Kale Salad with Quinoa, Cranberries and Toasted Almonds
Kale kind of sucks.
I’m aware of the inflammatory nature of the previous statement, but I like to keep it as real as possible on this blog. Trust me, no one is more upset than I am that I haven’t gotten on board with this trendy green. I’d actually like nothing more than to fall in love with kale, since admitting to other foodies/healthy eaters that I’m not a fan tends to go over about as well as when I tell people that I don’t really like dogs or babies.
Obviously, I am familiar with the superfood qualities that kale possesses, but in case you are not, I shall briefly summarize them for you. Kale is a nutritional powerhouse, people. It’s packed with calcium, fiber, and mass quantities of vitamins A, C, and K, as well as a host of essential minerals. It also has several sulphur-containing phytonutrients that amp up your body’s natural detox power, such as kaempferol, which apparently activates longevity genes. Kale fights cancer. It prevents heart disease. It promotes brain health and clear skin. Plus, the leafy green clocks in at a mere 33 calories per cup, so eating it will definitely make you skinnier. Kale is magic.
As you may know by now, I’m a sucker for foods with extreme health benefits, especially when they promise to make me smarter and prettier (see: Domesticate ME!’s love affair with sweet potatoes). As a result, disliking kale has caused me a significant amount of stress. Sure, I choke down a green juice every few weeks, and I’ll pick at a kale salad when it’s the only option, but I certainly don’t ingest enough kale to noticeably improve my brain function or skin glowy-ness. This makes me sad.
In an effort to become more pro-kale, I have been doing a solid amount of experimenting with the super green of late. I’ve tried blending it in smoothies, wilting it in soups, steaming it, sautéing it, baking it as “chips” (hate), and using it as a raw base for salads. None of these kale “situations” were terrible, but they certainly weren’t great, and as of a few weeks ago. I had pretty much given up all hope on the kale front.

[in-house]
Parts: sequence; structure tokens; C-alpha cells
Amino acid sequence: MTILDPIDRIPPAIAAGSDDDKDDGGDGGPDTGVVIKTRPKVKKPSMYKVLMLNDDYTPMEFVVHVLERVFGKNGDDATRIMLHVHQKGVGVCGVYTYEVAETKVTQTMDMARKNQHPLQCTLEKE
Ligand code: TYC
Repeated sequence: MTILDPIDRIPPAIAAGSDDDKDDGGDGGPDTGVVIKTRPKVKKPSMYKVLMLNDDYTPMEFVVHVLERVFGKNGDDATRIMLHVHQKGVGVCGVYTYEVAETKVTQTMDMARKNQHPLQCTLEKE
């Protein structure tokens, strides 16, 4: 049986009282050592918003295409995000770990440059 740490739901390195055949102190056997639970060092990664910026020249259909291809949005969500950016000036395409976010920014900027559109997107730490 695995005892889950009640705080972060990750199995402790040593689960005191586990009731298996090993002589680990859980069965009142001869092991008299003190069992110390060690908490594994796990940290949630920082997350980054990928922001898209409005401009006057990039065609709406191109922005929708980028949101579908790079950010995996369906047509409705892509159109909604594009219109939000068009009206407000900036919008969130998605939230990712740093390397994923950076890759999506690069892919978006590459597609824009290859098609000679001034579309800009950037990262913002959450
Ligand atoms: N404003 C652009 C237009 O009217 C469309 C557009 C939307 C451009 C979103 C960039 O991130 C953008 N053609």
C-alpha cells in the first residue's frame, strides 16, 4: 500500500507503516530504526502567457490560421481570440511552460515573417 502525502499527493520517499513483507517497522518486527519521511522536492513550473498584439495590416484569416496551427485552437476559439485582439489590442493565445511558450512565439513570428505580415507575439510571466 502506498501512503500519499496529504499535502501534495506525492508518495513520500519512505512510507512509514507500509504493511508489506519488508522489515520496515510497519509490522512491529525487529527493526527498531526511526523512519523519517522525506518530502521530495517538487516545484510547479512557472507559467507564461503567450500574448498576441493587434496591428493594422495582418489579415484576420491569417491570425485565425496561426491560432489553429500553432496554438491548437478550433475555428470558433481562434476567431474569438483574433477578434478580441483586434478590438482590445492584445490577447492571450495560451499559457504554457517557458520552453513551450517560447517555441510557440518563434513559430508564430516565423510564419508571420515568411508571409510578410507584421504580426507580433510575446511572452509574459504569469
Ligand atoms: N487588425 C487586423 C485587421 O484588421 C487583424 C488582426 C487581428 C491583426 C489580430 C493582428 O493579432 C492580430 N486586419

And then my kale miracle happened.
Last weekend, I accompanied my roommate to The Smith for dinner with some friends. It was packed, and despite our reservation, we waited more than half an hour for our table. There was a bar, so I couldn’t have cared less, but our hostess felt very guilty for making us wait, and the restaurant was kind enough to send us a complimentary kale salad. After a few cocktails, I was displeased that we were gifted free kale instead of tater tots, but I now realize that it was fate.
That kale was a game changer for me. The finely chopped greens were incredibly tender (versus tough and chewy) and subtly dressed with lemon, olive oil and a hint of garlic. The sweetness of dried cranberries balanced the bitterness of the kale, and toasted almonds added an amazing, nutty crunch. There was also a decent amount of quinoa involved, which gave the salad extra heartiness, while still keeping things light, and a dusting of grated Parmesan really tied everything together. After the first tentative bite, I was sold.
I’m not going to lie, I’m still far from a kale convert, but I am slowly warming to it, and I’ve recreated this Kale Salad with Quinoa, Cranberry and Toasted Almonds twice since my trip to The Smith. I can honestly say that it is a pretty awesome creation. And if I’m into it, imagine how all you kale-loving freaks will feel about it. Prepare yourselves.
The best part about this salad is that it actually tastes better the next day. The longer the kale marinates in the dressing, the more tender it becomes, so it’s the type of thing that you could easily make a big batch of on a Sunday and then eat all week long. As far as salads go, this one looks very pretty and impressive on a platter, and I highly recommend serving it as an appetizer when entertaining, or even as a wildly healthy Thanksgiving side. (My family would never let me serve kale at Thanksgiving, but perhaps yours is more alternative.)
Speaking of Thanksgiving, I am aware that we are getting very close to the big day. Don’t worry, I’m about to drop some T-Day recipes on you, but please try this kale salad in preparation. Since I believe in eating one’s weight in Thanksgiving favorites for at least three days, I like to go into the holiday feeling as Gwyneth-like as possible. I suggest you do the same.
P.S. If you’re super antsy for Thanksgiving recipes, I made a Perfect Thanksgiving Pinterest board to inspire you. You’re welcome.
Kale Salad with Quinoa, Cranberries and Toasted Almonds: (Serves 2 as a meal, 4 as a side)
1 bunch dinosaur or lacinato kale